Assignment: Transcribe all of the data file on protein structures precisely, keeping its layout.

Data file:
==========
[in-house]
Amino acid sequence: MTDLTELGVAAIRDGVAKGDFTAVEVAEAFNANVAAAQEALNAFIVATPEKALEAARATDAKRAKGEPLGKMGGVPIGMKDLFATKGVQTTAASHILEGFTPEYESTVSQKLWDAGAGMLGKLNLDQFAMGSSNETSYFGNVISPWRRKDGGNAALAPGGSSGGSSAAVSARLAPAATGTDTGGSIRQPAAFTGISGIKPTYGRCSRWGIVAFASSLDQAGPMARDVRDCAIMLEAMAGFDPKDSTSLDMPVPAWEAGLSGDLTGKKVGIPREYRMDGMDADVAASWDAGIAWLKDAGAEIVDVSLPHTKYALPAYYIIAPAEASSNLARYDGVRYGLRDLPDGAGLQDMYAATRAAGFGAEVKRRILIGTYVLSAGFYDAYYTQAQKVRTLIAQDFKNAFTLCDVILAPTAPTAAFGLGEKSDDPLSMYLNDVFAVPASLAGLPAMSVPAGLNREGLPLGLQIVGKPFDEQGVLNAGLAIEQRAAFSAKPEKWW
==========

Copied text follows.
[in-house]
Amino acid sequence: MTDLTELGVAAIRDGVAKGDFTAVEVAEAFNANVAAAQEALNAFIVATPEKALEAARATDAKRAKGEPLGKMGGVPIGMKDLFATKGVQTTAASHILEGFTPEYESTVSQKLWDAGAGMLGKLNLDQFAMGSSNETSYFGNVISPWRRKDGGNAALAPGGSSGGSSAAVSARLAPAATGTDTGGSIRQPAAFTGISGIKPTYGRCSRWGIVAFASSLDQAGPMARDVRDCAIMLEAMAGFDPKDSTSLDMPVPAWEAGLSGDLTGKKVGIPREYRMDGMDADVAASWDAGIAWLKDAGAEIVDVSLPHTKYALPAYYIIAPAEASSNLARYDGVRYGLRDLPDGAGLQDMYAATRAAGFGAEVKRRILIGTYVLSAGFYDAYYTQAQKVRTLIAQDFKNAFTLCDVILAPTAPTAAFGLGEKSDDPLSMYLNDVFAVPASLAGLPAMSVPAGLNREGLPLGLQIVGKPFDEQGVLNAGLAIEQRAAFSAKPEKWW